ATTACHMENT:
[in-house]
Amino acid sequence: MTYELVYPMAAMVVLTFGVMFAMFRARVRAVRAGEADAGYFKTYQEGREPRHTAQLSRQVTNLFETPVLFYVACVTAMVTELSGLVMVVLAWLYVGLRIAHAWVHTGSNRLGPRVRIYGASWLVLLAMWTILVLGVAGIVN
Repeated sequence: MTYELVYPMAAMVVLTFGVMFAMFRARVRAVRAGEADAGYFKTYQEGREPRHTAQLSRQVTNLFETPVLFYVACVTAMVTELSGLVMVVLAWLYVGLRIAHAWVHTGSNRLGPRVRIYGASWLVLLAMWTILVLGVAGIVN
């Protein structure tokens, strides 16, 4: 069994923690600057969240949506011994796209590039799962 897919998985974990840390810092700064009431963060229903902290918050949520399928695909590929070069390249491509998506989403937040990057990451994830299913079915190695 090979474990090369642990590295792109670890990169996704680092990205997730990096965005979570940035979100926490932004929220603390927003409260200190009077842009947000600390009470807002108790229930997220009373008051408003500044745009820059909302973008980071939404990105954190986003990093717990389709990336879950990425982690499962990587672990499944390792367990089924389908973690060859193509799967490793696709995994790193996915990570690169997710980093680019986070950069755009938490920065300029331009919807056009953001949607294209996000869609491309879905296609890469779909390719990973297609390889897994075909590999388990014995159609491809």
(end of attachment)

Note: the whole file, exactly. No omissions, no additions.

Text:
[in-house]
Amino acid sequence: MTYELVYPMAAMVVLTFGVMFAMFRARVRAVRAGEADAGYFKTYQEGREPRHTAQLSRQVTNLFETPVLFYVACVTAMVTELSGLVMVVLAWLYVGLRIAHAWVHTGSNRLGPRVRIYGASWLVLLAMWTILVLGVAGIVN
Repeated sequence: MTYELVYPMAAMVVLTFGVMFAMFRARVRAVRAGEADAGYFKTYQEGREPRHTAQLSRQVTNLFETPVLFYVACVTAMVTELSGLVMVVLAWLYVGLRIAHAWVHTGSNRLGPRVRIYGASWLVLLAMWTILVLGVAGIVN
């Protein structure tokens, strides 16, 4: 069994923690600057969240949506011994796209590039799962 897919998985974990840390810092700064009431963060229903902290918050949520399928695909590929070069390249491509998506989403937040990057990451994830299913079915190695 090979474990090369642990590295792109670890990169996704680092990205997730990096965005979570940035979100926490932004929220603390927003409260200190009077842009947000600390009470807002108790229930997220009373008051408003500044745009820059909302973008980071939404990105954190986003990093717990389709990336879950990425982690499962990587672990499944390792367990089924389908973690060859193509799967490793696709995994790193996915990570690169997710980093680019986070950069755009938490920065300029331009919807056009953001949607294209996000869609491309879905296609890469779909390719990973297609390889897994075909590999388990014995159609491809």